Dev reached up with his free hand and took the vials. But he needed his other hand to uncork them. Panicking, he slid Thisbe’s ancestor broth under his leg so the Revinir wouldn’t see it and uncorked the first vial. Thinking frantically, he realized he should have tried to make the switch when he’d taken them from her, not after he’d uncorked them. Now it was too late—it would be too obvious. His hands began to tremble.
“Drink it!” shouted the Revinir, her voice pitching upward and dropping all pretense of gentleness. “Or out you go!” She hesitated as the reckless look grew more exaggerated on her face. Then she went to the window bars and placed both clawed front feet on them. Bracing one giant rear foot against the wall for leverage, she yanked hard. With an explosive grunt, she ripped the bars out and stumbled backward with them, leaving Dev openmouthed and staring, speechless and horrified by her strength. Then the Revinir threw the bars out the opening and ducked her head to look out after them, watching them go. They made a clatter on the way down, followed by a faint splash into the moat far below.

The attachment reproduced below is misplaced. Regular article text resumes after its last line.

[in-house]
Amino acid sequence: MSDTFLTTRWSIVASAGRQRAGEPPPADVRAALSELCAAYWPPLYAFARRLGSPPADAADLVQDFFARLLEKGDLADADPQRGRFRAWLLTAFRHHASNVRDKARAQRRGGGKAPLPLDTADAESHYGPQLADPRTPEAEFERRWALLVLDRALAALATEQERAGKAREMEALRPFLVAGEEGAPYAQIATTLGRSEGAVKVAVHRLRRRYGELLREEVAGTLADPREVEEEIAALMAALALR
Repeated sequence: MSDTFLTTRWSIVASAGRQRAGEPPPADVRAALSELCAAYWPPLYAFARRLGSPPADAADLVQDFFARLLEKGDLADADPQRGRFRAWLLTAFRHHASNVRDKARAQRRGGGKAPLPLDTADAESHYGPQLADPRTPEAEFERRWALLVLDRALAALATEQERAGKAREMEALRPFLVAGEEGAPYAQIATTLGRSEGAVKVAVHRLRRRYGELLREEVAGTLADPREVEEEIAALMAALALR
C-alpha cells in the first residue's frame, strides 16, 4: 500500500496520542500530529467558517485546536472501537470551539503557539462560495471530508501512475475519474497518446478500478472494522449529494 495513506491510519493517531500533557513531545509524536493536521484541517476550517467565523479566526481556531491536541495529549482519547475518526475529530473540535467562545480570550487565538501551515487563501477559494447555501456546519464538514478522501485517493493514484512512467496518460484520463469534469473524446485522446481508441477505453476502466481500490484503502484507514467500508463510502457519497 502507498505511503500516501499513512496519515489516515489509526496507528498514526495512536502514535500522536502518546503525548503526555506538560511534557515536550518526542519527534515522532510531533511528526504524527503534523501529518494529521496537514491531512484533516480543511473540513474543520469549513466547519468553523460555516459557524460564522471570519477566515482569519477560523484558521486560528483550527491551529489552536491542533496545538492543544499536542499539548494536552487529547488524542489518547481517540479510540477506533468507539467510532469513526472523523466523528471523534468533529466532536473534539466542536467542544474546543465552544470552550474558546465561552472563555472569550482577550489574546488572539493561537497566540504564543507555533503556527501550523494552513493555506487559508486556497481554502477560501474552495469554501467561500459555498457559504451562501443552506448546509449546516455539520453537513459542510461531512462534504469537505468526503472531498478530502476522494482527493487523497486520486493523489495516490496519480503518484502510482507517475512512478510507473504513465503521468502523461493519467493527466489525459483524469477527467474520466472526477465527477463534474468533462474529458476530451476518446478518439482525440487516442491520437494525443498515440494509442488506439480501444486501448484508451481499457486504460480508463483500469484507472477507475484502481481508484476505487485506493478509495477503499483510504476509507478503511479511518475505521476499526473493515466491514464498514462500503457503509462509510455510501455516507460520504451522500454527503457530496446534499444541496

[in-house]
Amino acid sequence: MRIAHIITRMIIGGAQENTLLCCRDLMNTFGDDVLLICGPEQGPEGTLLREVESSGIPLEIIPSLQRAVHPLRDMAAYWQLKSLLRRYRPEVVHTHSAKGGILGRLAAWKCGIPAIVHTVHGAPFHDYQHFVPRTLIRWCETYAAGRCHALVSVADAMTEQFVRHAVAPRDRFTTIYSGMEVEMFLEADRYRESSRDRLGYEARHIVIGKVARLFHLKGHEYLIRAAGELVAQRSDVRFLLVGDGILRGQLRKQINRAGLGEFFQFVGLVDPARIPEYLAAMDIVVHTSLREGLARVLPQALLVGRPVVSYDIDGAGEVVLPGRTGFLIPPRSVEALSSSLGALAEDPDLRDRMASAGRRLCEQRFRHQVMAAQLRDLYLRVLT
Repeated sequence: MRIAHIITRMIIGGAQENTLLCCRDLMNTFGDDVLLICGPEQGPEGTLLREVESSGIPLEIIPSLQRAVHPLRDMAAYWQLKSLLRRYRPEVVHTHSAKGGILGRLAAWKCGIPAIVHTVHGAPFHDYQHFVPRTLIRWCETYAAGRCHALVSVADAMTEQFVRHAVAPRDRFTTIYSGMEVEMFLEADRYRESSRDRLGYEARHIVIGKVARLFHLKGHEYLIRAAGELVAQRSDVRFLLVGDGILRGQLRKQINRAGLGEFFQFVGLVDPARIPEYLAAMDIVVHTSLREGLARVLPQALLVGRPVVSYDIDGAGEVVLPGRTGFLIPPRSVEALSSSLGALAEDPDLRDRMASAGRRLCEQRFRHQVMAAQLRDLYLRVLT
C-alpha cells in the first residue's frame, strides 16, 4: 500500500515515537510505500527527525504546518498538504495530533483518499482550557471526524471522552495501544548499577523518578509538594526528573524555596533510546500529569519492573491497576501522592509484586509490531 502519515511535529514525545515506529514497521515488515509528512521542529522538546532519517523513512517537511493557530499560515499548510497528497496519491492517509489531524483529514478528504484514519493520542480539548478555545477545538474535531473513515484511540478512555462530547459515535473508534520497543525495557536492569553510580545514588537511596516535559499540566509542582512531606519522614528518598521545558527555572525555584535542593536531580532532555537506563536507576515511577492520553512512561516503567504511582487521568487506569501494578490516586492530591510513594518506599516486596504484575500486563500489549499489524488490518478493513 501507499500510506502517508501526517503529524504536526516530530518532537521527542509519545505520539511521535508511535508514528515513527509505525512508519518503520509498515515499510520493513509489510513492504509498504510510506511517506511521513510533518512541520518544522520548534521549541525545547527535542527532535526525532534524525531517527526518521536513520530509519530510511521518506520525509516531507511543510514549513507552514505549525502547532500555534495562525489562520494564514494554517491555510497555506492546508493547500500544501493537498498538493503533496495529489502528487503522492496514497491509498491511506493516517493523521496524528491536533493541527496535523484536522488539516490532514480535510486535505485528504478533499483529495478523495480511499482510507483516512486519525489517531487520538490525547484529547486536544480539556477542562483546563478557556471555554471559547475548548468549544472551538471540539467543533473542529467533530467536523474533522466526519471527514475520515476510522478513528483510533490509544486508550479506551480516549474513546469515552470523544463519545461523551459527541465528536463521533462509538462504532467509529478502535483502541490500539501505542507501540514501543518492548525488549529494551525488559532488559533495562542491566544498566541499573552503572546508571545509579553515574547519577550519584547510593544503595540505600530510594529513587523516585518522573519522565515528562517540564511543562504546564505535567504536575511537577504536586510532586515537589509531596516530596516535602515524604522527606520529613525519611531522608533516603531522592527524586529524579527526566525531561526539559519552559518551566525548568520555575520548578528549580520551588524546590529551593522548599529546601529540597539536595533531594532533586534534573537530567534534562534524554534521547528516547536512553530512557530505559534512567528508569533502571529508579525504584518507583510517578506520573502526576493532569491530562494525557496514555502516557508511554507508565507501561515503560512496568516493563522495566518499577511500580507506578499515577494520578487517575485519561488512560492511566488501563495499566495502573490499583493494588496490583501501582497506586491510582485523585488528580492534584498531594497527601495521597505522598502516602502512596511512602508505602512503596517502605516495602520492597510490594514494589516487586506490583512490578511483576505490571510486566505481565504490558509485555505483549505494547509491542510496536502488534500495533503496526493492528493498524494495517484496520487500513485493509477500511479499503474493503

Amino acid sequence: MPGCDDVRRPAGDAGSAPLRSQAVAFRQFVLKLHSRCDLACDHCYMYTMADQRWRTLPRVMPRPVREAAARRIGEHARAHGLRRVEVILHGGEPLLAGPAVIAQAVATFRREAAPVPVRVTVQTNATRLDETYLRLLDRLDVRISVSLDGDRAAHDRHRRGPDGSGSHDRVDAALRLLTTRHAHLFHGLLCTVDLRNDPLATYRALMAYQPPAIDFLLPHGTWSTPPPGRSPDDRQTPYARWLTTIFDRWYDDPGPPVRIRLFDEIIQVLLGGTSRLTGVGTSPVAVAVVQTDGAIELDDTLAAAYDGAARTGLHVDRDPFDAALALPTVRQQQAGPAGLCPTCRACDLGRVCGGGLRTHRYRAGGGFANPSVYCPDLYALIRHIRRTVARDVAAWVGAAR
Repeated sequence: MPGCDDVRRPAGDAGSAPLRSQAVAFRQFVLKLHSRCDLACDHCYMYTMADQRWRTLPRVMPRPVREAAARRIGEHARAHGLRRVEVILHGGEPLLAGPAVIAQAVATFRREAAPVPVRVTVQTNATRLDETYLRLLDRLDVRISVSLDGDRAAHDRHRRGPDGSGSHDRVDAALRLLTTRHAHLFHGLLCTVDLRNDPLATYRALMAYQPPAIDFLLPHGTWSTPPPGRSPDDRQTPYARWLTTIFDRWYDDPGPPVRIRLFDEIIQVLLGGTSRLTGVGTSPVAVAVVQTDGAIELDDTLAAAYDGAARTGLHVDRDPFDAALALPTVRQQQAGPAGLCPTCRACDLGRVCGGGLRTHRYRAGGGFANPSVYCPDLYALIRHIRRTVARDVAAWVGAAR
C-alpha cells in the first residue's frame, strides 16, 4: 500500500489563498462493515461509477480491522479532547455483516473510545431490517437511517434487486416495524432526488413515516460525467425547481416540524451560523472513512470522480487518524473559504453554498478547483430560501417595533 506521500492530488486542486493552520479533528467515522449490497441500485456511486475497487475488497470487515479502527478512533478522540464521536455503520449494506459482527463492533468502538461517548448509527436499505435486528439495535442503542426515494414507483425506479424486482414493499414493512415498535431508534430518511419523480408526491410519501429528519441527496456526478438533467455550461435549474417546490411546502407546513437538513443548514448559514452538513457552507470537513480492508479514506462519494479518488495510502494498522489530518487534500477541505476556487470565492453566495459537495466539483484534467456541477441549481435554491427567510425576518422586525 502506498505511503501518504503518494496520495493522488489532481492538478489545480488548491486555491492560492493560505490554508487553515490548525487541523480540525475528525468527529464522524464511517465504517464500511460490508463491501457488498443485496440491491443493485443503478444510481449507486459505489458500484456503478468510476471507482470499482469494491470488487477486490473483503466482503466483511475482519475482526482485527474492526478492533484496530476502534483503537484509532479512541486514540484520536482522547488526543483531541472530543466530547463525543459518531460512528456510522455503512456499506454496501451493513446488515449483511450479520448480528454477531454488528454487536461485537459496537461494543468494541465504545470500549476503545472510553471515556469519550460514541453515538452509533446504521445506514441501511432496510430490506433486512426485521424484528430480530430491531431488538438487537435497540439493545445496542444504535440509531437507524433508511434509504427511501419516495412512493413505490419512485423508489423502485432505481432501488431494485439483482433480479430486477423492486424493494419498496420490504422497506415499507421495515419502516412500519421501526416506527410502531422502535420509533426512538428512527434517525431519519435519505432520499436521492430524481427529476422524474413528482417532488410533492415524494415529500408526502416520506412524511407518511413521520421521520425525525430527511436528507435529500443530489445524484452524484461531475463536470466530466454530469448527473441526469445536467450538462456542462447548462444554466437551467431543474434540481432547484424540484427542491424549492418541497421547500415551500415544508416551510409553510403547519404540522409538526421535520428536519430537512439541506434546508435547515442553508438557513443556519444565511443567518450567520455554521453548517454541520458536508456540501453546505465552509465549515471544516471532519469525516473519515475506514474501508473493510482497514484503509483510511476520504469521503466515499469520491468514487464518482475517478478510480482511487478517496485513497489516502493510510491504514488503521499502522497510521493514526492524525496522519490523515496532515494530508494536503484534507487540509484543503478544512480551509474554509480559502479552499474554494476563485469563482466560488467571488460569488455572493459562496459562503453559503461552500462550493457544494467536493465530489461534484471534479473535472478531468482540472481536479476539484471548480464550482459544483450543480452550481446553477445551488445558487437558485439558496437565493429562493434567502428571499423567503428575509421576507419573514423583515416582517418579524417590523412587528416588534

In the moment of distraction, and with the Revinir looking out the open space, Dev regained some of his senses and moved to switch the two corked bottles. But with his trembling hands, he bobbled the uncorked one and sent it skittering across the floor, leaking dragon-bone broth as it rolled. He uttered an oath under his breath.
The Revinir turned sharply and saw the mess. She snarled at Dev and started toward him. “You did that on purpose!”
“No!” cried Dev. “I didn’t mean to do it! You—you just have me so scared!”
The Revinir’s face wrinkled in disgust. “You’re such a simpering baby. Completely useless to me. Not one person in this world cares about you, which does me no good at all. I need an evil one that people care about. This isn’t easy!” The Revinir grabbed Dev by the back of his shirt and picked him up, shaking him. The two other vials went flying and crashed to the floor, shattering.
The Revinir looked puzzled for a moment as she realized there’d been one more vial than what she’d handed him. Then her grip tightened. She lifted Dev to eye level and stared at him. “What is going on?” she said in a dark voice.
Dev held his ribs and didn’t answer.
“Is the extra one a dose of dragon-bone broth that you should have taken in the catacombs? Is that why you aren’t under my spell?”
Dev froze. “Yes,” he said too quickly.